Time destroys everything. This is the underlying theme in Gaspar Noe’s shocking feature ‘Irreversible’. Events unfold in reverse-chronological order that tell the distressing story of a woman being brutally attacked, and the immediate moments that precede & follow it.
This film has a reputation for its shocking, no-holds-barred intensity and for its main attack sequence – which is a 15-minute long, very violent rape scene. While the filming of this sequence doesn’t show things like direct penetration, it is filmed entirely in one shot with no music, and with only a slow distant humming of passing cars and a distressing frequency that drifts on in the background. It is haunting, brutal, and ends in a disgustingly fierce way. This movie earns 100% of its reputation, but it is an amazing piece of cinema.
Full of Gaspar Noe’s signature floating camera shots, disorienting angles, long-single-takes that cause unease, pulsing hypnotic music, colorful, flashing strobe lights, and even including an I-Doser audio frequency that is scientifically created to cause nausea and anxiety in the viewer – this movie psychologically and physically causes its viewer to feel distress and disorientation from beginning to end.
On top of that, the movie does indeed play backwards where it begins with the final act, then the transition is created where the camera flies around the city and through the walls to then show us how we got to there, and then repeats every 10 minutes or so to spell out the story. It’s not like ‘Tenet’ where things are literally shown in reverse, but more like ‘Momento’ where the sequences themselves play normally, but as they end the one that occurred immediately before it begins. On the surface its a typical rape-revenge thriller, but being told in this way is far more engaging as the viewer receives very tiny bites of info to build off of. Beginning with just a name for who the main character is hunting for, to showing how he learned the name, to showing the events that unfold, to showing the setup for the evening. The sorrow and fear that runs throughout gradually builds in a genius way.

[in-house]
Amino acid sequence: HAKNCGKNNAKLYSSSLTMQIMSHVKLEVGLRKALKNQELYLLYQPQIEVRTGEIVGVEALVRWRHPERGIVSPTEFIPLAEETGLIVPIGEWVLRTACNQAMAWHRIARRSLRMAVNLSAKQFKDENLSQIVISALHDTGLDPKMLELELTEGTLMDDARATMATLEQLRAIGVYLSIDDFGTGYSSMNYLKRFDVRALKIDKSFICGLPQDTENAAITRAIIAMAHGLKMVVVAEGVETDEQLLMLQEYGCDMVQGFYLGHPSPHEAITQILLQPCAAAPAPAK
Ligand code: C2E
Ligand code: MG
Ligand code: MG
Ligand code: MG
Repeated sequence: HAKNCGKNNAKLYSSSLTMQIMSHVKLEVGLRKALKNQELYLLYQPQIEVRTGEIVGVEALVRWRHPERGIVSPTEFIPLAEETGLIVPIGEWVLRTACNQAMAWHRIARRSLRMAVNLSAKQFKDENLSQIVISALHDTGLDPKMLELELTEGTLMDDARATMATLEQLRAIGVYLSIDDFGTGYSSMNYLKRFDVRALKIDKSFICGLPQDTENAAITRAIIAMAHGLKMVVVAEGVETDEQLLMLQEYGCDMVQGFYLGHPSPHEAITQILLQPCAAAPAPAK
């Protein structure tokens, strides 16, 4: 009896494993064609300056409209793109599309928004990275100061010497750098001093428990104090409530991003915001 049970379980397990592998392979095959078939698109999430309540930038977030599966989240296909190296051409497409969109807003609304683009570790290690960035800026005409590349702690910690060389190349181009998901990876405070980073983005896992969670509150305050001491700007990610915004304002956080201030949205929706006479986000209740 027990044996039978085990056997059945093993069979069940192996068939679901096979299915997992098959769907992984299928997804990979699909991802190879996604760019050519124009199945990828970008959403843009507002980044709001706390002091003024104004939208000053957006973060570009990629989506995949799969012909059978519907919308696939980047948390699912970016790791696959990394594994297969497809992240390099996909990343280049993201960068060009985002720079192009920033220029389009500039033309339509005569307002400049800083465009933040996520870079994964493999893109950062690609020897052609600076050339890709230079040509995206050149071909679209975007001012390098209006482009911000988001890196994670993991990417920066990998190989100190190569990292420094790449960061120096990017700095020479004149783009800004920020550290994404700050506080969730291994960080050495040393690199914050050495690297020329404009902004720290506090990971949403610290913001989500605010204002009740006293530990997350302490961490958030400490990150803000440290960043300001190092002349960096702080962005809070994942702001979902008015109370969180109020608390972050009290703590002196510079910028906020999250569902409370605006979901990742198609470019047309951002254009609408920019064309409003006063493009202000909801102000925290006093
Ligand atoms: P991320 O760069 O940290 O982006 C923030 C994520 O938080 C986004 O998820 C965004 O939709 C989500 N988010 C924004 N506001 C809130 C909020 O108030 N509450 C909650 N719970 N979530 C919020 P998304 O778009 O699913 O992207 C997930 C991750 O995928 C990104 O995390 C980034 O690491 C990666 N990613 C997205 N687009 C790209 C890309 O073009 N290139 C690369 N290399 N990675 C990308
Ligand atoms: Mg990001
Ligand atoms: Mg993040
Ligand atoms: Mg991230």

As I said, the film is just as brutal as everyone says it is – but it is extremely masterful and beautifully done. This is a director who knows exactly how to make an audience feel a certain way and think a certain way. It’s absolutely brilliant, albeit absolutely disturbing. The rape scene is realistic and disgusting, and the entire set up around this scenario feels justified and coherent in its execution (to clarify I’m not saying the attack is justified – but it plays out in a way that doesn’t feel like it was set up just for the sake of film). Even though the filmmaking is extremely disorienting in the beginning and slowly becomes more traditional near the mid-to-end mark, it’s easy enough to follow without a re-watch and also rewarding enough to encourage a second play through if you are up for the challenge.
It is haunting, it is shocking, and it is stomach churning, but goddamn was I not disappointed. Out of the typical ‘most disturbing’ movies you always hear about, this one is designed to perfectly hit this mark even when you know what’s coming. The language in the script is aggressively homophobic – so here’s a humongous trigger warning in advanced – but you already know that this movie is not for the weak-hearted or the morally distressed.
If you want to really FEEL a movie, or have an extreme experience, then this is an amazing film. But I am well aware that a large majority of traditional audiences will feel violated and disgusted.
That’s just the Gaspar Noe way, and Goddamn, do I respect it.
‘Irreversible’ is currently streaming on Tubi, Vudu, & The Roku Channel.
‘Til Next Time,